Tony; Iraq wot did it! This item popped up on an Iraq news search and I thought WTF! It's trivial news but here it is anyway because it stinks to high heaven.
Meantime, the Pentagon last week demoted Brig. Gen. Janis Karpinski, the officer in charge at Abu Ghraib, to the rank of colonel. Karpinski, the highest-ranking soldier punished in the scandal, was cited for dereliction of duty and for an unrelated charge of shoplifting a $22 bottle of perfume in 2002.
Meanwhile a whistleblower has emerged from Camp Delta.
An American soldier has revealed shocking new details of abuse and sexual torture of prisoners at Guantánamo Bay in the first high-profile whistleblowing account to emerge from inside the top-secret base. Erik Saar, an Arabic speaker who was a translator in interrogation sessions, has produced a searing first-hand account of working at Guantánamo. It will prove a damaging blow to a White House still struggling to recover from the abuse scandal at Abu Ghraib jail in Iraq. In an exclusive interview, Saar told The Observer that prisoners were physically assaulted by 'snatch squads' and subjected to sexual interrogation techniques and that the Geneva Conventions were deliberately ignored by the US military. He also said that soldiers staged fake interrogations to impress visiting administration and military officials. Saar believes that the great majority of prisoners at Guantánamo have no terrorist links and little worthwhile intelligence information has emerged from the base despite its prominent role in America's war on terror. Saar paints a picture of a base where interrogations of often innocent prisoners have spiralled out of control, doing massive damage to America's image in the Muslim world. Saar said events at Guantánamo were a disaster for US foreign policy. 'We are trying to promote democracy worldwide. I don't see how you can do that and run a place like Guantánamo Bay. This is now a rallying cry to the Muslim world,' he said.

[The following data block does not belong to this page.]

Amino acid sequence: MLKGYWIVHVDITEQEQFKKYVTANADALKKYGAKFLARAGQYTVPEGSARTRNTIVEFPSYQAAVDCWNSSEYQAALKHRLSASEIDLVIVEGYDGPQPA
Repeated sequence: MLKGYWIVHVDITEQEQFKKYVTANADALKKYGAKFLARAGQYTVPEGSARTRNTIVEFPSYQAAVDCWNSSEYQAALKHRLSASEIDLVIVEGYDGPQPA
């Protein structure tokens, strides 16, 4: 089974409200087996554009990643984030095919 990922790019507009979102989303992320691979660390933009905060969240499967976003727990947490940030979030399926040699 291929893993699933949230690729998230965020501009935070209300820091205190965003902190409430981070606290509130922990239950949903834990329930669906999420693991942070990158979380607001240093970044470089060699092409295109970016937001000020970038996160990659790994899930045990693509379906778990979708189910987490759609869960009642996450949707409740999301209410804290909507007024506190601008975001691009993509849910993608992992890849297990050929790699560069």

I know Today in Iraq gets slated for not reporting good news; but there is good news for undertakers because coffin sales are booming. "A critical victory in the war on terror." No, not really. The capture of a supposed Al-Qaeda kingpin by Pakistani agents last week was hailed by President George W Bush as “a critical victory in the war on terror”. According to European intelligence experts, however, Abu Faraj al-Libbi was not the terrorists’ third in command, as claimed, but a middle-ranker derided by one source as “among the flotsam and jetsam” of the organisation. Al-Libbi’s arrest in Pakistan, announced last Wednesday, was described in the United States as “a major breakthrough” in the hunt for Osama Bin Laden. Bush called him a “top general” and “a major facilitator and chief planner for the Al- Qaeda network”. Condoleezza Rice, secretary of state, said he was “a very important figure”. Yet the backslapping in Washington and Islamabad has astonished European terrorism experts, who point out that the Libyan was neither on the FBI’s most wanted list, nor on that of the State Department “rewards for justice” programme. Bush criticises post war planning in Iraq............. no, sorry, post war planning in Europe: